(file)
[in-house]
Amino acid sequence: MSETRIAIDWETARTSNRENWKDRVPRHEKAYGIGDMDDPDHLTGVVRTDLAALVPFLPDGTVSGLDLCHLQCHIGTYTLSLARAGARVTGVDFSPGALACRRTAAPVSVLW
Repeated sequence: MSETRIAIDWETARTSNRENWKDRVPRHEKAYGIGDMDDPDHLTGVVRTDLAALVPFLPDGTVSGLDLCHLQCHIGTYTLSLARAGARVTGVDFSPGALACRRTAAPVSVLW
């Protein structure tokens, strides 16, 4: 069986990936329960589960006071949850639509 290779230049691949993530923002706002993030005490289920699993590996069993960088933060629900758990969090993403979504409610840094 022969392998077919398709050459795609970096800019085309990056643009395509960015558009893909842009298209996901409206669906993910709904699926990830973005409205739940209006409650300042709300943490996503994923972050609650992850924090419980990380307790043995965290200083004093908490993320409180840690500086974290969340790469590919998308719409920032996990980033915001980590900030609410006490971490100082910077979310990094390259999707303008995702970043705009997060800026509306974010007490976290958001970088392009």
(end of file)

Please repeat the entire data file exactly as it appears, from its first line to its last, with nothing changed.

[in-house]
Amino acid sequence: MSETRIAIDWETARTSNRENWKDRVPRHEKAYGIGDMDDPDHLTGVVRTDLAALVPFLPDGTVSGLDLCHLQCHIGTYTLSLARAGARVTGVDFSPGALACRRTAAPVSVLW
Repeated sequence: MSETRIAIDWETARTSNRENWKDRVPRHEKAYGIGDMDDPDHLTGVVRTDLAALVPFLPDGTVSGLDLCHLQCHIGTYTLSLARAGARVTGVDFSPGALACRRTAAPVSVLW
């Protein structure tokens, strides 16, 4: 069986990936329960589960006071949850639509 290779230049691949993530923002706002993030005490289920699993590996069993960088933060629900758990969090993403979504409610840094 022969392998077919398709050459795609970096800019085309990056643009395509960015558009893909842009298209996901409206669906993910709904699926990830973005409205739940209006409650300042709300943490996503994923972050609650992850924090419980990380307790043995965290200083004093908490993320409180840690500086974290969340790469590919998308719409920032996990980033915001980590900030609410006490971490100082910077979310990094390259999707303008995702970043705009997060800026509306974010007490976290958001970088392009």